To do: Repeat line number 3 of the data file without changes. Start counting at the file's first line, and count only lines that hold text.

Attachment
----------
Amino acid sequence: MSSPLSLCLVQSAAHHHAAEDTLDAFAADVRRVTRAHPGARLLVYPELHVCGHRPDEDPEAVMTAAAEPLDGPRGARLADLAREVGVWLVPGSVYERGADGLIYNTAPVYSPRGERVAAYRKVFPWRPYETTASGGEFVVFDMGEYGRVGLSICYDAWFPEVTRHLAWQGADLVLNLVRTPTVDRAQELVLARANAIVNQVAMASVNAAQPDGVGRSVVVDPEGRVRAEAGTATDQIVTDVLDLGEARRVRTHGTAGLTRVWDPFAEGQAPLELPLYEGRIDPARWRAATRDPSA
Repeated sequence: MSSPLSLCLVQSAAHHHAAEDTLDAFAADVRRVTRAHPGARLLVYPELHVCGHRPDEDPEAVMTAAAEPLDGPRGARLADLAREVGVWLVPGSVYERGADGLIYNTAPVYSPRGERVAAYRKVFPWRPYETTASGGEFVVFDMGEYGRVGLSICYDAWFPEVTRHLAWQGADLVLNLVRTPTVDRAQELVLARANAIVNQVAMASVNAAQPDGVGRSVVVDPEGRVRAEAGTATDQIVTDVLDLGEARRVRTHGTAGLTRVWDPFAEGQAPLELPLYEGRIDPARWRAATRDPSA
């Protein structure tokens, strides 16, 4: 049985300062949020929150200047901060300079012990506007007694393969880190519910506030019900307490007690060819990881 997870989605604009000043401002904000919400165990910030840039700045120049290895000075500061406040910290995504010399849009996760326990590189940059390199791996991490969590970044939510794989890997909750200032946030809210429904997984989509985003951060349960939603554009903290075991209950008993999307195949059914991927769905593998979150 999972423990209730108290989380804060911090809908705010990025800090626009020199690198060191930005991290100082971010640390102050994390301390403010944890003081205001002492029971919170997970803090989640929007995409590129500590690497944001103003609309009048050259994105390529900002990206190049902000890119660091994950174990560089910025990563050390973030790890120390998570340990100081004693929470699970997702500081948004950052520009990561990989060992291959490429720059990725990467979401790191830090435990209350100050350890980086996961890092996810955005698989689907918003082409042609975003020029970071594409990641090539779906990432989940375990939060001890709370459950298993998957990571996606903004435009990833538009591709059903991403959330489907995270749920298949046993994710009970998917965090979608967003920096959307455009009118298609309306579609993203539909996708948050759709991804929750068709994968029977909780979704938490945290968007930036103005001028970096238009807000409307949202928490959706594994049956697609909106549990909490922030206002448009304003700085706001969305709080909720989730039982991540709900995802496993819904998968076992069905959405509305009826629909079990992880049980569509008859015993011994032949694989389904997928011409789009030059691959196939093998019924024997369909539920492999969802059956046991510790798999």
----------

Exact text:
């Protein structure tokens, strides 16, 4: 049985300062949020929150200047901060300079012990506007007694393969880190519910506030019900307490007690060819990881 997870989605604009000043401002904000919400165990910030840039700045120049290895000075500061406040910290995504010399849009996760326990590189940059390199791996991490969590970044939510794989890997909750200032946030809210429904997984989509985003951060349960939603554009903290075991209950008993999307195949059914991927769905593998979150 999972423990209730108290989380804060911090809908705010990025800090626009020199690198060191930005991290100082971010640390102050994390301390403010944890003081205001002492029971919170997970803090989640929007995409590129500590690497944001103003609309009048050259994105390529900002990206190049902000890119660091994950174990560089910025990563050390973030790890120390998570340990100081004693929470699970997702500081948004950052520009990561990989060992291959490429720059990725990467979401790191830090435990209350100050350890980086996961890092996810955005698989689907918003082409042609975003020029970071594409990641090539779906990432989940375990939060001890709370459950298993998957990571996606903004435009990833538009591709059903991403959330489907995270749920298949046993994710009970998917965090979608967003920096959307455009009118298609309306579609993203539909996708948050759709991804929750068709994968029977909780979704938490945290968007930036103005001028970096238009807000409307949202928490959706594994049956697609909106549990909490922030206002448009304003700085706001969305709080909720989730039982991540709900995802496993819904998968076992069905959405509305009826629909079990992880049980569509008859015993011994032949694989389904997928011409789009030059691959196939093998019924024997369909539920492999969802059956046991510790798999």